One of the sweetest moments of my day is lying in bed in the early morning while snuggling with and nursing my baby girl. On weekdays, this is followed by one of the worst moments of the day: looking at the clock and realizing it’s time to get up and get ready for work. It’s not that I hate my job or anything, but I’m not exactly a morning person. At all.
Balancing the needs of an exclusively breastfed baby with your need to return to work to support your family can be a tricky undertaking, but it can be done.
Just because your maternity leave is up doesn’t mean you have to give up breastfeeding if you wish to continue it. But—reality check—you will have to train your baby to take a bottle, and you will be pumping in the office. This idea might fill you with a sense of dread, but fear not—you can do it!
I pumped in the office for almost a year after returning to work with each of my older two children and plan to do the same with baby number three who was born this spring. I’ll admit that pumping is not my favorite thing in the world, but the benefits of breastfeeding for baby’s first year are worth it.
The first, and arguably most daunting, hurdle to pumping at work is that it requires you to discuss an intimate bodily function with your boss, and that can be a little awkward. The most important thing is just to be confident about it, and keep it brief and direct. He or she needs to understand why you are taking these breaks during the day and will probably have to assist you in finding and approving your pumping location.
If you are lucky enough to have your own office with a door that locks, then you are pretty much set. If not, you’ll have to seek out another appropriate location. By law, you have a right to a private space that is NOT a bathroom stall or janitor’s closet to pump breastmilk for your baby.
My office complex actually includes a designated nursing room. It has nice low lighting (a welcome respite from the fluorescent lighting of the main office), a door that locks, and an electric outlet that works. I moved a rocking chair and a table in there and was good to go.
If your office doesn’t have such an ideal location, you might have to get creative about re-purposing another under-utilized space around the office. Hopefully, your superiors will be supportive of your needs and help you get settled. Fortunately, my boss and the human resources manager were supportive, but even if your superiors are less than enthusiastic about your pumping needs, you have the right to do it, and you shouldn’t be discouraged by their lukewarm response.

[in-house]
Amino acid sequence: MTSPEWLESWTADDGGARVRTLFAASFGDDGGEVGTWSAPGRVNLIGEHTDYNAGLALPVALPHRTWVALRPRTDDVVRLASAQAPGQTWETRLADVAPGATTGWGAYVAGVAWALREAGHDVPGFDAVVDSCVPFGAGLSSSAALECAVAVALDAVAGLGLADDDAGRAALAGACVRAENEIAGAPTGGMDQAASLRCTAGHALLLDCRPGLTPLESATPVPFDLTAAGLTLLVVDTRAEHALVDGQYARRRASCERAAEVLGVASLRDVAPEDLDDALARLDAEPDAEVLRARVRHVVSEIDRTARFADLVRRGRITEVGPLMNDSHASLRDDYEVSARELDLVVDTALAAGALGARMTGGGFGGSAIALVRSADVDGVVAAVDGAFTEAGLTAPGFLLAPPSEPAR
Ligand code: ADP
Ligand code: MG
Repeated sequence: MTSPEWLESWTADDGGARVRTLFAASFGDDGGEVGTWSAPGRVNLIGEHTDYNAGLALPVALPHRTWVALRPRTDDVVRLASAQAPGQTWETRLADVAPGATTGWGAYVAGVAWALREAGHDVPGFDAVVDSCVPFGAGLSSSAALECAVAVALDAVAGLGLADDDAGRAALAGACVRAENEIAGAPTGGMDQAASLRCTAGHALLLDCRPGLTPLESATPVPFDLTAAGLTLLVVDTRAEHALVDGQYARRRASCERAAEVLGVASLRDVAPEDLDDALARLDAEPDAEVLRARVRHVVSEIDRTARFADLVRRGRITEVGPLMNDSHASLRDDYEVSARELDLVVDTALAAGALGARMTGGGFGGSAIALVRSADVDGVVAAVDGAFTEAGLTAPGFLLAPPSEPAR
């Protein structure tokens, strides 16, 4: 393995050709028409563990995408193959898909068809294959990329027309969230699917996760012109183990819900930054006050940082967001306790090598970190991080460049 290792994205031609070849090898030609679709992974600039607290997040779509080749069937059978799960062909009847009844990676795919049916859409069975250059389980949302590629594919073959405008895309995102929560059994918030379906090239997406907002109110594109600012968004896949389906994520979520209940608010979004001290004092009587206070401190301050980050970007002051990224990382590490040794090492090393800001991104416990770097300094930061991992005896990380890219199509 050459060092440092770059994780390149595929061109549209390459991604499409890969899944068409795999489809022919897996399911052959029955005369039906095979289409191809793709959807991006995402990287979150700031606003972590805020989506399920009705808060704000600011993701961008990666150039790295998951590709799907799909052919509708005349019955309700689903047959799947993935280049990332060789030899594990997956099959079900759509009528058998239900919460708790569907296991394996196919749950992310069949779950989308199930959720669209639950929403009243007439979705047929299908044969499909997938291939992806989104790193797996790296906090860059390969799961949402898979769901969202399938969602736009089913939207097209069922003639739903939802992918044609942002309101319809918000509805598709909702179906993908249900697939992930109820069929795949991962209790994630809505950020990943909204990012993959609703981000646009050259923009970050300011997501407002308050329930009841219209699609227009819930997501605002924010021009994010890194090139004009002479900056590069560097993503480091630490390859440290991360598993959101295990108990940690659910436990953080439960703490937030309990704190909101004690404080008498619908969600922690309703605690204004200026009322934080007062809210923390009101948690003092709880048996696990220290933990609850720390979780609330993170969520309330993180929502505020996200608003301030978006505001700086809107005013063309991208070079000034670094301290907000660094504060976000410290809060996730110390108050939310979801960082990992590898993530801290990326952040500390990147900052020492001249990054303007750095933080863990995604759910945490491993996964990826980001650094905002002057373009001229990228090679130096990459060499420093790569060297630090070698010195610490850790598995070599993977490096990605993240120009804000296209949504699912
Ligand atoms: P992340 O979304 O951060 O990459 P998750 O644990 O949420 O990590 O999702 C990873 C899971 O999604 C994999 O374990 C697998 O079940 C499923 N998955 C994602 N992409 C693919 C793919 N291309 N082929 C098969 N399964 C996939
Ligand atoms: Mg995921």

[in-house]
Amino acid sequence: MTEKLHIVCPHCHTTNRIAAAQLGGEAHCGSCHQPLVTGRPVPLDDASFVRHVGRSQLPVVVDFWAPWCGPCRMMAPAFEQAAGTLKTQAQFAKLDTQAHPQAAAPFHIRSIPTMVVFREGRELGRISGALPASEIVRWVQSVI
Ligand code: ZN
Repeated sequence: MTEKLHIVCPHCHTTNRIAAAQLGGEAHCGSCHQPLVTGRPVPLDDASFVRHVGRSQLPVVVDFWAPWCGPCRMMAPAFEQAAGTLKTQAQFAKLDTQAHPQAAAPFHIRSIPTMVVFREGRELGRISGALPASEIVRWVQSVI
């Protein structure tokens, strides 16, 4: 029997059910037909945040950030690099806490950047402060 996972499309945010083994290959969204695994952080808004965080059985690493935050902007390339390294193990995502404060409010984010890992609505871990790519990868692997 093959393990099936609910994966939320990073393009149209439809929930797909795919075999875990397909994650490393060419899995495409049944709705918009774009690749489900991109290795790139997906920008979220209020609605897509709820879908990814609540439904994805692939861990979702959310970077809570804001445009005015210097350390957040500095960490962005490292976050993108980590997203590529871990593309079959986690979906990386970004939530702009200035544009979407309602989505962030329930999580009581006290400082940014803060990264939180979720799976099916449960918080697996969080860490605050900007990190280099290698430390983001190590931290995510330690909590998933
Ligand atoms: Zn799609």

Once you get the initial pumping conversation out of the way and get your space set up, you should be able to take care of business discreetly on a daily basis. If you work independently at your desk most of the day like I do, there shouldn’t be a need to continuously update your boss about your pumping breaks. If you’re away from your desk for 20 minutes twice a day, they’ll know why.
It will be a little different if you work as a teacher, nurse, in a restaurant, retail store, or other job where you are counted on to be interacting with students/patients/the public on a regular basis, and you will have to arrange your breaks with co-workers to ensure you’re not leaving duties unattended. With a little practice, you’ll find your pumping routine.
If you’re ready to take the pumping plunge, here are a few lists you might find helpful. Good luck!
WHAT YOU NEED:
- A double electric breast pump (some insurance plans cover these, so check with them!)
- Breastmilk storage bags
- Wash cloth to catch stray drips
- Bottle brush/dish soap to wash the pump bottles and parts
- A small cooler and ice packs for storing/transporting pumped milk (I carry this with me to the lactation room, then carry it back to the main office fridge for storage)
- Pump at about the same time each day. I usually do around 10:30 and 2:30.
- Get used to your pump before using it in the office; make sure you know how all the parts fit together and work
- Get baby used to taking bottles before you return to work; have someone else (not you) feed them to your baby
- Listen to soothing music while you pump; make a “pumping playlist” to call up on your smartphone while you pump.
- Don’t worry if you don’t think you’re getting a lot of milk when you first start pumping. Some days you’ll have less than others; it takes some time to get used to it.
- Wear nursing pads! You never know when you might spring a leak, and you don’t want to have milk dripping down your shirt during a staff meeting! (Don’t ask how I know…)